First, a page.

Valuation looks attractive for investors

BL Research Bureau | Updated on January 25, 2011 Published on January 25, 2011

Valuation looks attractive for investors

Tata Steel's public offer, which is in the Rs 594-610 price band, is an attractive one, considering that investors need pay only Rs 7.3-7.5 (price-earnings multiple) for a rupee of earnings on shares subscribed to by them.

The valuation is also cheaper than domestic or comparable international steel companies.

The value of Tata Steel as an enterprise, on a per tonne basis, is lower than what it would cost to replace its assets at current prices and also lower than its peers'.

The expansion in India will increase the proportion of domestic output for Tata Steel relative to that overseas — an advantage since the former is far more profitable. The Jamshedpur plant will account for 35 per cent of the consolidated capacity on adding 2.9 million tonnes of brownfield capacity by the end of next year.

The second factor working in its favour is the prospect of European operations stabilising with the loss-making Teeside facility shed and an ambitious raw-material integration programme under way. Both should result in significantly improved profitability on a consolidated basis. This offer targets proceeds of between Rs 3,390 crore and Rs 3,480 crore for the ongoing brownfield expansion plans in Jamshedpur and part of it will be used to repay non-convertible debt falling due in May.


Indian steel consumption grew by 7.4 per cent for the 11 months ended November 2010, fuelled by healthy demand from the automobile and construction segments. Steel consumption tracks that of GDP growth and the latter is expected to grow at 8-10 per cent over the next five years.

The company's domestic operations have made Rs 30-40 of cash on every Rs 100 of sales before providing for depreciation, interest and taxes over the last three years.

Tata Steel's Indian operations saw sales for the first half of the current fiscal growing at 21 per cent to Rs 13,509 crore while net profits expanded by 115 per cent to Rs 3,644 crore. The strong performance was due to the previous fiscal's low base and higher realisations which the company capitalised on. Being a largely integrated player with large captive mining operations and reliant only to the extent of 50 per cent for coking coal, the company pockets proceeds from price hikes which less integrated players pass on to miners.


In contrast, Tata Steel's consolidated numbers for the first half of the year grew by 13.7 per cent to over Rs 55,000 crore while profits bounced back into the black to over Rs 3,800 crore. However, the bounce-back in steel consumption was fuelled by stimulus measures for automobile sales, among other segments. The first eleven months of 2010 saw European steel production rise by 26 per cent on alow base provided by 2009 which saw 30 per cent decline in steel production.

With the effects of stimulus wearing off, the recovery is expected to be of the slow and grinding variety and in pockets such as the UK would be further exacerbated by severe austerity measures undertaken by the British government. The recovery has also faced several road-blocks in the form of sovereign debt crises in several constituents. Limited utilisation of European steel production capacity, which remains at 70-80 per cent, has kept realisations on a tight leash in Europe.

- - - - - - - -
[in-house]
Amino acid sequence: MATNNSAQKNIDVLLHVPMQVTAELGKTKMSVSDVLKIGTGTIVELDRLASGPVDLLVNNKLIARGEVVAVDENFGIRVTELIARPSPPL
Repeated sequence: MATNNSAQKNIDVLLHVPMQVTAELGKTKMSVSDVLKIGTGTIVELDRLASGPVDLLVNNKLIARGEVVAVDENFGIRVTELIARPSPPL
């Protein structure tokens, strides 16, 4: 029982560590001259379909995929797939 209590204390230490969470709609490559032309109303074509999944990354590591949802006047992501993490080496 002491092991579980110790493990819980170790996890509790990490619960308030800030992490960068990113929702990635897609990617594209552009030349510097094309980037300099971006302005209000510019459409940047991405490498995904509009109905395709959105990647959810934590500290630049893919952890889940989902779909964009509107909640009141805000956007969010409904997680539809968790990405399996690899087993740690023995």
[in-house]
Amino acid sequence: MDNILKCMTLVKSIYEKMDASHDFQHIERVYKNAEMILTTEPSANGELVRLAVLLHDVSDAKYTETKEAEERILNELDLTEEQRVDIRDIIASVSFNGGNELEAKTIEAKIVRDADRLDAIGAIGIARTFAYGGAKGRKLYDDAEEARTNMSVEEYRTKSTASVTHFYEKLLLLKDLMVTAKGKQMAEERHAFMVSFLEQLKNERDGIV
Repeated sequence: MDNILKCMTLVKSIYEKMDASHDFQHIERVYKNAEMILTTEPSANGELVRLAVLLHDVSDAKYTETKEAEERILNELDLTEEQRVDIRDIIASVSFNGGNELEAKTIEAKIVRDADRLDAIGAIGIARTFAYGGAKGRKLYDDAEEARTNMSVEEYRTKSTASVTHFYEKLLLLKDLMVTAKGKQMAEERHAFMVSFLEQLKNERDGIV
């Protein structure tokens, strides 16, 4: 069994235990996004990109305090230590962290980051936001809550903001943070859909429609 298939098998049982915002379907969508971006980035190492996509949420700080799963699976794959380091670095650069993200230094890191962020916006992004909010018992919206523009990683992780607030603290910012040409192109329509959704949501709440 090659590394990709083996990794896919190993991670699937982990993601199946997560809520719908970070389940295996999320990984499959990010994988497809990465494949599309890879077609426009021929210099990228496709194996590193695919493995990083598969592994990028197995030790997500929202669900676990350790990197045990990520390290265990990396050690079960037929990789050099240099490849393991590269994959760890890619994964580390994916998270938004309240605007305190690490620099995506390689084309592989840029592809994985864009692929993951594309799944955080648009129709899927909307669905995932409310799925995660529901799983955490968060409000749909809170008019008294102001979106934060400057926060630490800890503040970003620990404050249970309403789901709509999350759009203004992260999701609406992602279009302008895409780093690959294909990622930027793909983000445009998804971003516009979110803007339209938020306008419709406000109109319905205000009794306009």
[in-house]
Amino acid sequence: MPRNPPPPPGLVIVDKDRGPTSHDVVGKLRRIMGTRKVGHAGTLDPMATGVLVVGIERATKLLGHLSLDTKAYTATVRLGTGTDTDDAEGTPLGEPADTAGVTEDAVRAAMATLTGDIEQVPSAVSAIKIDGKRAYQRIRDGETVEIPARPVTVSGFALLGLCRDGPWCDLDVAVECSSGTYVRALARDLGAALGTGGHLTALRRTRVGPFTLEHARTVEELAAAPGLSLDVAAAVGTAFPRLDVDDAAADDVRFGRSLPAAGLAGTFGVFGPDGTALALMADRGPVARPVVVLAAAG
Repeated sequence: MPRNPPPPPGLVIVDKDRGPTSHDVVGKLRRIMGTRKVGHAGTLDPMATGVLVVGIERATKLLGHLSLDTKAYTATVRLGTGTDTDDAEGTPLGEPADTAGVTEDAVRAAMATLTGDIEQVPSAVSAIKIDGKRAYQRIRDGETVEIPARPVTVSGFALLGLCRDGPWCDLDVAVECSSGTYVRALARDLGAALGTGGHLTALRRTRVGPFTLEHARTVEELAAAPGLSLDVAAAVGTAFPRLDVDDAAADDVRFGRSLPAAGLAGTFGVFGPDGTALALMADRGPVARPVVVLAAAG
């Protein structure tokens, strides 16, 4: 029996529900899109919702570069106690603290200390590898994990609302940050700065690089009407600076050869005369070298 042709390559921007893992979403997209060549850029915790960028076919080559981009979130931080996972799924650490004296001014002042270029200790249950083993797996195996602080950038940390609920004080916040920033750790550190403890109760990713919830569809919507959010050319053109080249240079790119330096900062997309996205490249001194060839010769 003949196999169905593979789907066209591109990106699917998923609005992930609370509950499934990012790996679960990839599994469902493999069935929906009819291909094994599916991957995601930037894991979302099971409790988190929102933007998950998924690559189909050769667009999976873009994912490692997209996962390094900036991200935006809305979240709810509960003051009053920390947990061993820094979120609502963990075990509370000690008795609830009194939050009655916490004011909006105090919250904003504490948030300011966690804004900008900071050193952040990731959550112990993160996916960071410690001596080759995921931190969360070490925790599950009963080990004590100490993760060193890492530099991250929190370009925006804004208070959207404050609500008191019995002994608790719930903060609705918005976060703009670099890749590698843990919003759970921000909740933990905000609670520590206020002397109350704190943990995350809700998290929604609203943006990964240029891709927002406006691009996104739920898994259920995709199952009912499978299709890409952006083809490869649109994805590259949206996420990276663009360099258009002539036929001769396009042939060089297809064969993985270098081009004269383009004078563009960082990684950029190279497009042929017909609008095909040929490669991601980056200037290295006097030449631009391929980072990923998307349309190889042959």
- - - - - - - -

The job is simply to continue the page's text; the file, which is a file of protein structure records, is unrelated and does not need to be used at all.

Tata Steel Europe (erstwhile Corus) has responded by shedding or idling assets such as the Teeside Casting Plant (whose output found few takers) and optimising capacity at its other production facilities. Tata Steel Europe's operational measures have included tying up raw material sources of iron ore and coal in Canada and Mozambique, among other places. The company is hoping to improve margins at its European operations by reducing the extent of reliance on external raw material sources.


The company plans to counter a stagnant or slow-growth European market by aggressively adding capacity at the relatively faster growing and more profitable operations domestically. The fully integrated domestic capacity of 10 million tonnes would account for a third of the consolidated output and boost EBIDTA margins. In the longer run, the company plans to add, in two phases, 6 mtpa of steel capacity in Orissa by 2013-14. This, along with a relatively well-integrated European capacity, will result in a more balanced and profitable Tata Steel.


The company's current net debt equity levels stand at 1.76 which should move to 1.46 on the post-issue capital. The company currently holds Rs 55,000 crore of consolidated debt, and the issue should serve to deleverage the balance sheet to a limited extent. However, greenfield expansion plans will require borrowing, which could peg up this level again.

The consolidated operations are largely dependent on external sources for raw materials. External shocks such as the floods in Queensland, Australia, could have an impact on the European operations. Over the last few months, steel makers have also been under pressure due to slipping demand and rising raw material costs which steel producers have been unable to completely pass through. Steel producers globally recently undertook a series of price hikes, but the fragile European setting and inflation-prone Asian economies have been sensitive to price hikes in steel, putting pressure on the margins of steel producers.

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Published on January 25, 2011
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